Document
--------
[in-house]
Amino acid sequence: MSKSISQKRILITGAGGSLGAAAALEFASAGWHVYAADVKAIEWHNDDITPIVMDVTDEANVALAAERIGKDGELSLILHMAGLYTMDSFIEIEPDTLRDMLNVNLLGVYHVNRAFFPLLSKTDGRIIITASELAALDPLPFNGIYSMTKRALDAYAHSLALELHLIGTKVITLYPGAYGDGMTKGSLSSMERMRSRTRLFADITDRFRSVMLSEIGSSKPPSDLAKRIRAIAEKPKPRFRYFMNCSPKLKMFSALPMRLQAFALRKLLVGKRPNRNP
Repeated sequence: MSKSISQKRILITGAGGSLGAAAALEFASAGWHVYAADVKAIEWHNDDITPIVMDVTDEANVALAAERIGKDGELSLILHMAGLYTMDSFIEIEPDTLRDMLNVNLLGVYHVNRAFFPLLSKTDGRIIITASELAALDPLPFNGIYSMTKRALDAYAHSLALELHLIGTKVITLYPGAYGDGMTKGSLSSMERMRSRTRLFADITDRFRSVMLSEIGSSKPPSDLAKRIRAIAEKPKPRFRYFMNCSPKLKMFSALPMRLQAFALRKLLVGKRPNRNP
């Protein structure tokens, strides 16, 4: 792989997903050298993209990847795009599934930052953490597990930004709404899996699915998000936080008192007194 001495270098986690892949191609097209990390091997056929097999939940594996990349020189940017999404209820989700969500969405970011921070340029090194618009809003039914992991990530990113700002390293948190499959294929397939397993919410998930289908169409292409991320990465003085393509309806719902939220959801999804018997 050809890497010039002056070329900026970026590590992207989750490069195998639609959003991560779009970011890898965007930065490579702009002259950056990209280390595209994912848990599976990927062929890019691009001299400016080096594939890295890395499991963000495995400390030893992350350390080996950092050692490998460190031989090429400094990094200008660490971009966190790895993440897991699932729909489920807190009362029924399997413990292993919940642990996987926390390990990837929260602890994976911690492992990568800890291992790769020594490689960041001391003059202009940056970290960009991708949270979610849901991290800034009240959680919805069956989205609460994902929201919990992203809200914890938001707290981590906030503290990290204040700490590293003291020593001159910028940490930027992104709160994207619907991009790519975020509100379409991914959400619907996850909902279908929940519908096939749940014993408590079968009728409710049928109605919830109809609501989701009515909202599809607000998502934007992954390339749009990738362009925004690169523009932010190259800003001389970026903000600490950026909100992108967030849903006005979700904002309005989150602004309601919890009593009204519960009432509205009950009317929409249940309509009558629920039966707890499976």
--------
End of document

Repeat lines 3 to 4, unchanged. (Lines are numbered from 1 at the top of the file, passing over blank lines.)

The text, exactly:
Repeated sequence: MSKSISQKRILITGAGGSLGAAAALEFASAGWHVYAADVKAIEWHNDDITPIVMDVTDEANVALAAERIGKDGELSLILHMAGLYTMDSFIEIEPDTLRDMLNVNLLGVYHVNRAFFPLLSKTDGRIIITASELAALDPLPFNGIYSMTKRALDAYAHSLALELHLIGTKVITLYPGAYGDGMTKGSLSSMERMRSRTRLFADITDRFRSVMLSEIGSSKPPSDLAKRIRAIAEKPKPRFRYFMNCSPKLKMFSALPMRLQAFALRKLLVGKRPNRNP
């Protein structure tokens, strides 16, 4: 792989997903050298993209990847795009599934930052953490597990930004709404899996699915998000936080008192007194 001495270098986690892949191609097209990390091997056929097999939940594996990349020189940017999404209820989700969500969405970011921070340029090194618009809003039914992991990530990113700002390293948190499959294929397939397993919410998930289908169409292409991320990465003085393509309806719902939220959801999804018997 050809890497010039002056070329900026970026590590992207989750490069195998639609959003991560779009970011890898965007930065490579702009002259950056990209280390595209994912848990599976990927062929890019691009001299400016080096594939890295890395499991963000495995400390030893992350350390080996950092050692490998460190031989090429400094990094200008660490971009966190790895993440897991699932729909489920807190009362029924399997413990292993919940642990996987926390390990990837929260602890994976911690492992990568800890291992790769020594490689960041001391003059202009940056970290960009991708949270979610849901991290800034009240959680919805069956989205609460994902929201919990992203809200914890938001707290981590906030503290990290204040700490590293003291020593001159910028940490930027992104709160994207619907991009790519975020509100379409991914959400619907996850909902279908929940519908096939749940014993408590079968009728409710049928109605919830109809609501989701009515909202599809607000998502934007992954390339749009990738362009925004690169523009932010190259800003001389970026903000600490950026909100992108967030849903006005979700904002309005989150602004309601919890009593009204519960009432509205009950009317929409249940309509009558629920039966707890499976």